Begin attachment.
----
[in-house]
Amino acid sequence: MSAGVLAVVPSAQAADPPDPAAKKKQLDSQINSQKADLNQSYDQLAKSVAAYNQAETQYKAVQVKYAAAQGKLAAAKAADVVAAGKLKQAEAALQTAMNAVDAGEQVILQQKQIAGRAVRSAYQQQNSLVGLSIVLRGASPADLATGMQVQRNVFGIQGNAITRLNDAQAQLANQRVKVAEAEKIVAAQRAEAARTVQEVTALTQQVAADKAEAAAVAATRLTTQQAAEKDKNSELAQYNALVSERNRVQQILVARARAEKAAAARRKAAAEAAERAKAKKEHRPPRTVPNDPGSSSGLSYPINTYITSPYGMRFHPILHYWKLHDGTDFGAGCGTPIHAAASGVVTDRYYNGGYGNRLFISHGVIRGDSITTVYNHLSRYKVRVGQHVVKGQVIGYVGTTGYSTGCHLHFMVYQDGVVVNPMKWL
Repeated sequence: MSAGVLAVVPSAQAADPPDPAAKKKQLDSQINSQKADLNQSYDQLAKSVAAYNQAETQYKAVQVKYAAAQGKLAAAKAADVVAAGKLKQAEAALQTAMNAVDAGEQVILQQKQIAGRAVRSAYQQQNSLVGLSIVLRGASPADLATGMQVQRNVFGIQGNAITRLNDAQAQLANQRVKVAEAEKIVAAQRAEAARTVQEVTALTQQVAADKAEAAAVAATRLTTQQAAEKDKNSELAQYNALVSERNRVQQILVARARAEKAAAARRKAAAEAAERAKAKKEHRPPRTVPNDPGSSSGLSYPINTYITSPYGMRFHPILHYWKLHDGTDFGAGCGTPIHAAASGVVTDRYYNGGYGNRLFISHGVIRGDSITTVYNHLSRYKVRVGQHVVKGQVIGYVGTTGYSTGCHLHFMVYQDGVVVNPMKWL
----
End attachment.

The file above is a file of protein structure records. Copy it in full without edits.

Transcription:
[in-house]
Amino acid sequence: MSAGVLAVVPSAQAADPPDPAAKKKQLDSQINSQKADLNQSYDQLAKSVAAYNQAETQYKAVQVKYAAAQGKLAAAKAADVVAAGKLKQAEAALQTAMNAVDAGEQVILQQKQIAGRAVRSAYQQQNSLVGLSIVLRGASPADLATGMQVQRNVFGIQGNAITRLNDAQAQLANQRVKVAEAEKIVAAQRAEAARTVQEVTALTQQVAADKAEAAAVAATRLTTQQAAEKDKNSELAQYNALVSERNRVQQILVARARAEKAAAARRKAAAEAAERAKAKKEHRPPRTVPNDPGSSSGLSYPINTYITSPYGMRFHPILHYWKLHDGTDFGAGCGTPIHAAASGVVTDRYYNGGYGNRLFISHGVIRGDSITTVYNHLSRYKVRVGQHVVKGQVIGYVGTTGYSTGCHLHFMVYQDGVVVNPMKWL
Repeated sequence: MSAGVLAVVPSAQAADPPDPAAKKKQLDSQINSQKADLNQSYDQLAKSVAAYNQAETQYKAVQVKYAAAQGKLAAAKAADVVAAGKLKQAEAALQTAMNAVDAGEQVILQQKQIAGRAVRSAYQQQNSLVGLSIVLRGASPADLATGMQVQRNVFGIQGNAITRLNDAQAQLANQRVKVAEAEKIVAAQRAEAARTVQEVTALTQQVAADKAEAAAVAATRLTTQQAAEKDKNSELAQYNALVSERNRVQQILVARARAEKAAAARRKAAAEAAERAKAKKEHRPPRTVPNDPGSSSGLSYPINTYITSPYGMRFHPILHYWKLHDGTDFGAGCGTPIHAAASGVVTDRYYNGGYGNRLFISHGVIRGDSITTVYNHLSRYKVRVGQHVVKGQVIGYVGTTGYSTGCHLHFMVYQDGVVVNPMKWL